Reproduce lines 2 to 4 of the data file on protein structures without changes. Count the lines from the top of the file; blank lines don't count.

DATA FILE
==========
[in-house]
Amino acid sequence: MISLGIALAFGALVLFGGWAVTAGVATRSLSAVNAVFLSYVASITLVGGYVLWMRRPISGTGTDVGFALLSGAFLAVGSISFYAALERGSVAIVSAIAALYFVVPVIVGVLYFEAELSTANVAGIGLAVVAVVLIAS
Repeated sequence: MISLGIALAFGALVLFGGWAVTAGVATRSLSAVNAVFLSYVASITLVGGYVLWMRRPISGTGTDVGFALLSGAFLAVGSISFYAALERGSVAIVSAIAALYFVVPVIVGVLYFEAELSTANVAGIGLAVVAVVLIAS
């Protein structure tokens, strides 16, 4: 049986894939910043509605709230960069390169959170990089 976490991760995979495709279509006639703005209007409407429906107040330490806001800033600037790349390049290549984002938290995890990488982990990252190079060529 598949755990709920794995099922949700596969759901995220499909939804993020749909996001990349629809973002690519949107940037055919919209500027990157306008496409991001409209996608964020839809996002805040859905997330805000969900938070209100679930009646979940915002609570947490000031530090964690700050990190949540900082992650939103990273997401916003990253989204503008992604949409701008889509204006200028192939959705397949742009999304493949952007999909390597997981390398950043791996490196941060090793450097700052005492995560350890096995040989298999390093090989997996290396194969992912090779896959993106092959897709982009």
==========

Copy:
Amino acid sequence: MISLGIALAFGALVLFGGWAVTAGVATRSLSAVNAVFLSYVASITLVGGYVLWMRRPISGTGTDVGFALLSGAFLAVGSISFYAALERGSVAIVSAIAALYFVVPVIVGVLYFEAELSTANVAGIGLAVVAVVLIAS
Repeated sequence: MISLGIALAFGALVLFGGWAVTAGVATRSLSAVNAVFLSYVASITLVGGYVLWMRRPISGTGTDVGFALLSGAFLAVGSISFYAALERGSVAIVSAIAALYFVVPVIVGVLYFEAELSTANVAGIGLAVVAVVLIAS
């Protein structure tokens, strides 16, 4: 049986894939910043509605709230960069390169959170990089 976490991760995979495709279509006639703005209007409407429906107040330490806001800033600037790349390049290549984002938290995890990488982990990252190079060529 598949755990709920794995099922949700596969759901995220499909939804993020749909996001990349629809973002690519949107940037055919919209500027990157306008496409991001409209996608964020839809996002805040859905997330805000969900938070209100679930009646979940915002609570947490000031530090964690700050990190949540900082992650939103990273997401916003990253989204503008992604949409701008889509204006200028192939959705397949742009999304493949952007999909390597997981390398950043791996490196941060090793450097700052005492995560350890096995040989298999390093090989997996290396194969992912090779896959993106092959897709982009």